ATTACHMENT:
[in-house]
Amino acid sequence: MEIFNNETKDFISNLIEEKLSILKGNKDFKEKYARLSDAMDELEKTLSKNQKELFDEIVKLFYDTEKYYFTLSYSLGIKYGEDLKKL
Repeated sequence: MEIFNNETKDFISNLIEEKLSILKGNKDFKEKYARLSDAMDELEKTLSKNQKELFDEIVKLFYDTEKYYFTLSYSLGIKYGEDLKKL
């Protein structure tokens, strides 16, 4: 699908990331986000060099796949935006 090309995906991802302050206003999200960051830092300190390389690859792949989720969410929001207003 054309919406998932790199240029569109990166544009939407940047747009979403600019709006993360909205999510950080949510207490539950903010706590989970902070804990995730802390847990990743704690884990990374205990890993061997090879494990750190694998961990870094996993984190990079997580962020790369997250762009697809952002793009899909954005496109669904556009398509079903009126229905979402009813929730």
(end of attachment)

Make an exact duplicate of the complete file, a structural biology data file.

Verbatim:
[in-house]
Amino acid sequence: MEIFNNETKDFISNLIEEKLSILKGNKDFKEKYARLSDAMDELEKTLSKNQKELFDEIVKLFYDTEKYYFTLSYSLGIKYGEDLKKL
Repeated sequence: MEIFNNETKDFISNLIEEKLSILKGNKDFKEKYARLSDAMDELEKTLSKNQKELFDEIVKLFYDTEKYYFTLSYSLGIKYGEDLKKL
């Protein structure tokens, strides 16, 4: 699908990331986000060099796949935006 090309995906991802302050206003999200960051830092300190390389690859792949989720969410929001207003 054309919406998932790199240029569109990166544009939407940047747009979403600019709006993360909205999510950080949510207490539950903010706590989970902070804990995730802390847990990743704690884990990374205990890993061997090879494990750190694998961990870094996993984190990079997580962020790369997250762009697809952002793009899909954005496109669904556009398509079903009126229905979402009813929730």